We get our power bills regularly, but with all the details, not everyone has the time to read everything but the total amount. When was the last time you actually took a good look at your electric bill?
Now that the majority is spending more time at home, bills are expected to increase.
To curb this, it's time to learn how to read your power bill so you save money for the long term, and learn how to reduce your energy consumption.
The first step to understanding your power bill is to know your power plan. Are you being charged for monthly usage or are you on a "controlled" or budget plan? If you're charged every month, you'll receive a power bill every cycle for the total number of kWh your household used that month.
Understanding what a kWh is will help you read your bills better. A kilowatt-hour is the unit of measurement used to measure the amount of electricity you use. It's two measurements in one — speed and time, wherein wattage measures how fast you use the electricity, and time measures how long you consume said electricity at that speed. 1 kWh is equivalent to 1,000 watts. To help you understand it better, here are some examples of what kWh looks like in real terms:
1 kWh is equivalent to:
Electricity bills may differ depending on your country and power provider. Some power providers offer bundle plans which may include electricity, water, and gas. If you're in a bundle plan, the easiest way to see your bill for each utility is by checking the units. Electricity is measured in kWh, the water bill is measured in gallons, and gas usage is measured in BTUs.
Your account summary shows you the total balance you have to pay as well as the due date.
This indicates whether your bill is based on an Actual or Estimate read.
This section shows you the benefits (Standard/Low User plan, Price Protection, Transparent Billing, SmoothPay, etc.) of choosing your power provider's plan.
The graph shows your kWh history and your electricity usage over a certain period. You will also see which months were based on Actual readings and which months’ were Estimates.
Your meter information is important, so you know how to compute and compare your electricity consumption. In this section, you'll see the date the meter was read, and your current and previous meter readings. This lets you see the difference between your previous and current meter readings, which is the number of kWh of power you consumed in the billing period.
You will see an ICP number which is assigned by your Lines Network to help identify each metering point on your property system. Under metering details, you will also see a graph that shows a breakdown of the charges that make up your bill.
On your electric bill, you will see an outline of your electricity usage (exclusive of GST) and it is divided into three sections (Energy, Delivery, Special Fees & Promotions) so you can easily know what exactly you're paying for.
|Energy||What your power provider charges you for your electricity|
This includes charges related to the delivery of your electricity, Network Charges, Metering, Billing and Administration, and the Electricity Authority Levy
|Special Fees & Promotion||This includes any promotional credits or fees on your account|
Other information you’ll see on your bill:
Your power bill is composed of different parts which make up the total cost you'll have to pay. Apart from the energy costs, Kiwis must pay an Electricity Authority Levy which helps fund the Electricity Authority to regulate NZ's electric industry.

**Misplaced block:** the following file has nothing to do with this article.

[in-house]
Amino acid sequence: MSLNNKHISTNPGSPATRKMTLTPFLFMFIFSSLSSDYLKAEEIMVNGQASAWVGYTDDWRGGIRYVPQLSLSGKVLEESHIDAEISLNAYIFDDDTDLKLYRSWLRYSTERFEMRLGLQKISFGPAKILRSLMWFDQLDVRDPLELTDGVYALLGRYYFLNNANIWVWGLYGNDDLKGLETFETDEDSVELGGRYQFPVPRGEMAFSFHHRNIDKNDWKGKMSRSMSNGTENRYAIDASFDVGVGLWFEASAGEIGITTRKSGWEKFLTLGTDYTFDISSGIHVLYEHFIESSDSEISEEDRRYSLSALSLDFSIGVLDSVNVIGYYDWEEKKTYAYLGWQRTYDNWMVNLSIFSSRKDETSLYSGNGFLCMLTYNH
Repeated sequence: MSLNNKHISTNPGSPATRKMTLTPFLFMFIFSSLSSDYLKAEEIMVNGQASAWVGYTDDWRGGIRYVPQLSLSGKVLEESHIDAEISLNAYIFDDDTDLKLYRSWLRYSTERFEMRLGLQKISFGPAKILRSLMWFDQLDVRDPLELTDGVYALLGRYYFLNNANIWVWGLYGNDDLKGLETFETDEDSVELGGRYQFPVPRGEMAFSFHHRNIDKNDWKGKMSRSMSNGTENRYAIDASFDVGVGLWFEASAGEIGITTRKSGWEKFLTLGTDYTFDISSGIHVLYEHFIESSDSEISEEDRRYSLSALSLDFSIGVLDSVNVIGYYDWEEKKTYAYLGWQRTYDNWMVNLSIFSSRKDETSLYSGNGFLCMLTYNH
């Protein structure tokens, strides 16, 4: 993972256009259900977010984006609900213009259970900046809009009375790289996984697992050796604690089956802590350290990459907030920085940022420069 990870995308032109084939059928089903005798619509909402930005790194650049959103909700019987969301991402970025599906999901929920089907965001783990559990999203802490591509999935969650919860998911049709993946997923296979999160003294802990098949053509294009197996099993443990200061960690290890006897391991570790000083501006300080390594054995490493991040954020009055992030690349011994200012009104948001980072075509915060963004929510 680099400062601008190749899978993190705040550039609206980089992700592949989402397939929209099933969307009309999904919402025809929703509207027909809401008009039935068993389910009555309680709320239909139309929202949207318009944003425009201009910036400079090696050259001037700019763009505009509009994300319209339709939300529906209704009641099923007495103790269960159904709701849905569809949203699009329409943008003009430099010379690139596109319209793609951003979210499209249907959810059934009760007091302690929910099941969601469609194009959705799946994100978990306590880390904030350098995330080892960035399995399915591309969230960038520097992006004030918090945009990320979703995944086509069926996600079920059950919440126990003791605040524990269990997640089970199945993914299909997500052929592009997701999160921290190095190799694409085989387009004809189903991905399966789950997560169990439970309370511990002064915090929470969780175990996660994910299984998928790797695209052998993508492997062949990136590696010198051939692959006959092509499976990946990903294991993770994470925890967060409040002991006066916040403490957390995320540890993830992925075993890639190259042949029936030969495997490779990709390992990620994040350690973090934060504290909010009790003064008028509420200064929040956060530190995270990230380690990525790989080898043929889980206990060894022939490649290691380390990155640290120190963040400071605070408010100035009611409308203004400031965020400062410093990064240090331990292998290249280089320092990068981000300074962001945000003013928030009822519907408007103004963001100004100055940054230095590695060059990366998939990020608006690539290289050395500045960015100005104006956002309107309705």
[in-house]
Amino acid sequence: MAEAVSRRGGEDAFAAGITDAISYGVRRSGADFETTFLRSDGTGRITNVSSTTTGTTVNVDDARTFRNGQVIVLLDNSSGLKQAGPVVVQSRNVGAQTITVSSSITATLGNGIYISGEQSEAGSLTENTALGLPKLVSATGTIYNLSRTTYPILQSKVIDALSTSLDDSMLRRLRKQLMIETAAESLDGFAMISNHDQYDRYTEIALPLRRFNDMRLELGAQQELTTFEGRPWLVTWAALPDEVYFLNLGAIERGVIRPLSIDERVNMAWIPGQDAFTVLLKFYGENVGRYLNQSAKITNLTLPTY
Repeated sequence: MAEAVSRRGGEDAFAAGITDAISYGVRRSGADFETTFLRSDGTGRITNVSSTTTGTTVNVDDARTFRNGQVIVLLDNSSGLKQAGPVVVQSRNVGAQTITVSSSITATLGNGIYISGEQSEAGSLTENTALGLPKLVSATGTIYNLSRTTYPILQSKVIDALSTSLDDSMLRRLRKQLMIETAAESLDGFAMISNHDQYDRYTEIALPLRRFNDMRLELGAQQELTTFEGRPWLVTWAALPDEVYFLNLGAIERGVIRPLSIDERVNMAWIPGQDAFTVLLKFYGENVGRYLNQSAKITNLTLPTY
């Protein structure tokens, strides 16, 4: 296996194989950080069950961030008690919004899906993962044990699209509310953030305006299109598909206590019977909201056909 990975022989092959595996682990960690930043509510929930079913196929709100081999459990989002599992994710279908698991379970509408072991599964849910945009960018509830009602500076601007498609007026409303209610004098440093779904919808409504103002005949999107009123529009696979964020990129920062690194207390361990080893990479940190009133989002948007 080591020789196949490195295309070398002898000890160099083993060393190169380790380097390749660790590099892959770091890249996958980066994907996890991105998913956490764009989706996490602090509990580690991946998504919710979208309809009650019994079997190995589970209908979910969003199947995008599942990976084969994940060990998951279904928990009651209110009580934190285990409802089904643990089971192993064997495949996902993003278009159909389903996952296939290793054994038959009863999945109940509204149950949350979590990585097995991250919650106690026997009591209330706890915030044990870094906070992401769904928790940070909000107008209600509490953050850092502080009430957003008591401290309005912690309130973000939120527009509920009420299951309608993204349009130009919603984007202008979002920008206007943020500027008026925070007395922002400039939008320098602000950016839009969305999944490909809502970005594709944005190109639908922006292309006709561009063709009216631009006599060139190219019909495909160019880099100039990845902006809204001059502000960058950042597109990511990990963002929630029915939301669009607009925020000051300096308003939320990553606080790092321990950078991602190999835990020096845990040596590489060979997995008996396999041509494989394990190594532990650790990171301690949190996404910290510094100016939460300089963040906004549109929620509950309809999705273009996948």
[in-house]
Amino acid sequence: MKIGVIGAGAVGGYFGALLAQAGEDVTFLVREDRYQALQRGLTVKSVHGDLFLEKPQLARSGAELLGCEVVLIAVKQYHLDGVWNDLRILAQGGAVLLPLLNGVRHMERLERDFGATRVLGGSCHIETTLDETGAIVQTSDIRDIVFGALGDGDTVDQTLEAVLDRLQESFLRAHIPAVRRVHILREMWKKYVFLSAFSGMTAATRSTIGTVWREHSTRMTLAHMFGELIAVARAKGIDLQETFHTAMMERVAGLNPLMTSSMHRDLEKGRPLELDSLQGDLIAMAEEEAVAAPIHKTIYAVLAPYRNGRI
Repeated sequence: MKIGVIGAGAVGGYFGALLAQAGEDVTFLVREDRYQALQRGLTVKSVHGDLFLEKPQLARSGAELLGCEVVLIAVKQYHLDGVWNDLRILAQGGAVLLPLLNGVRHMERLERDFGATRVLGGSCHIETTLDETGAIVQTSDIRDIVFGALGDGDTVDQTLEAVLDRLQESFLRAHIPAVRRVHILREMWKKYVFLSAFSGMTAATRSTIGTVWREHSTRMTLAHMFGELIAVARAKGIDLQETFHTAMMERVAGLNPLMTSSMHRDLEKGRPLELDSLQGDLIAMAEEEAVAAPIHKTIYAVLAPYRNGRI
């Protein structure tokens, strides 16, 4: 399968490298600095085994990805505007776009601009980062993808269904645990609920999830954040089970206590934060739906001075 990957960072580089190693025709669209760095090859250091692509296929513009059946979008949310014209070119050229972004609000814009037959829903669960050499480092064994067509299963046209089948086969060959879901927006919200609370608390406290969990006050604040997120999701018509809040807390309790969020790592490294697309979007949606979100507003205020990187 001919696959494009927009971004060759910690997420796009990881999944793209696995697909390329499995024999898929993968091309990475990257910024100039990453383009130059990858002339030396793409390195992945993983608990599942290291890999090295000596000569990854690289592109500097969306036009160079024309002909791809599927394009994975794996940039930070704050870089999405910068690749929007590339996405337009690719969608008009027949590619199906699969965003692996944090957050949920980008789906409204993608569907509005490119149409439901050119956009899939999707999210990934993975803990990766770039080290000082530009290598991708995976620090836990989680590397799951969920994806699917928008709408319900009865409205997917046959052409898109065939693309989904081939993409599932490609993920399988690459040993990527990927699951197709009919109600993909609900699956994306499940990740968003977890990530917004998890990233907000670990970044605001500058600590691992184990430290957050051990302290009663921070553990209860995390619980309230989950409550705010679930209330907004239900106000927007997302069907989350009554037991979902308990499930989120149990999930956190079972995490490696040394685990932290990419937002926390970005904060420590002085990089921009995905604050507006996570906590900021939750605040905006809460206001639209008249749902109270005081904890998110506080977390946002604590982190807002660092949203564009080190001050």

The wholesale cost is the cost you pay for purchasing electricity.
The transmission and distribution make up 37.5% of your bill and is responsible for the building and maintenance of the power lines that transport electricity from where it is generated to the houses. This cost is paid by your power provider and the regional lines companies.
This cost is what power retailers charge their customers for providing electricity and services to them.
GST or Goods and Services Tax (15%) makes up 13% of the total power bill price.
Sometimes, you'll see a separate section on your bill, indicating other charges, which may include a bond, debt management fees, disconnection fees, reconnection fees, or meter test fees.
The first element of your bill is a daily fixed charge which is the amount that covers the costs of generating and transporting electricity from its source to your households.
This is the rate you pay for power multiplied by the number of kWh you use. There are many ways you can influence your variable costs such as spot price contracts which allows you to buy power at the time you use it. With spot price, you have the leverage wherein you can lessen your use of electricity during peak times, and use most of your appliances such as dishwashers and dryers during off-peak times.
That way, you get to pay less than the retail market rate for your electricity.
Another way to save is by choosing a low-user tariff if you're living in a small household or you can also opt for a "controlled plan". A "controlled plan" means some of your appliances are connected to a meter that will only supply power at certain times each day.
Break down your bill to a metric where you can easily compare your energy consumption to its costs. The easiest way to do so is to measure your consumption rate similar to how your provider measures it. Generally, it's done on a monthly usage basis. You can divide your total electricity bill by the total number of kWh you used in the month. This simple calculation will let you know how much your electricity is.
Understanding your power bill helps you know whether your current power plan is too expensive for you, or if it doesn't match your needs. Make it a habit to use glimp's FREE comparison tool to find the best plan for you!
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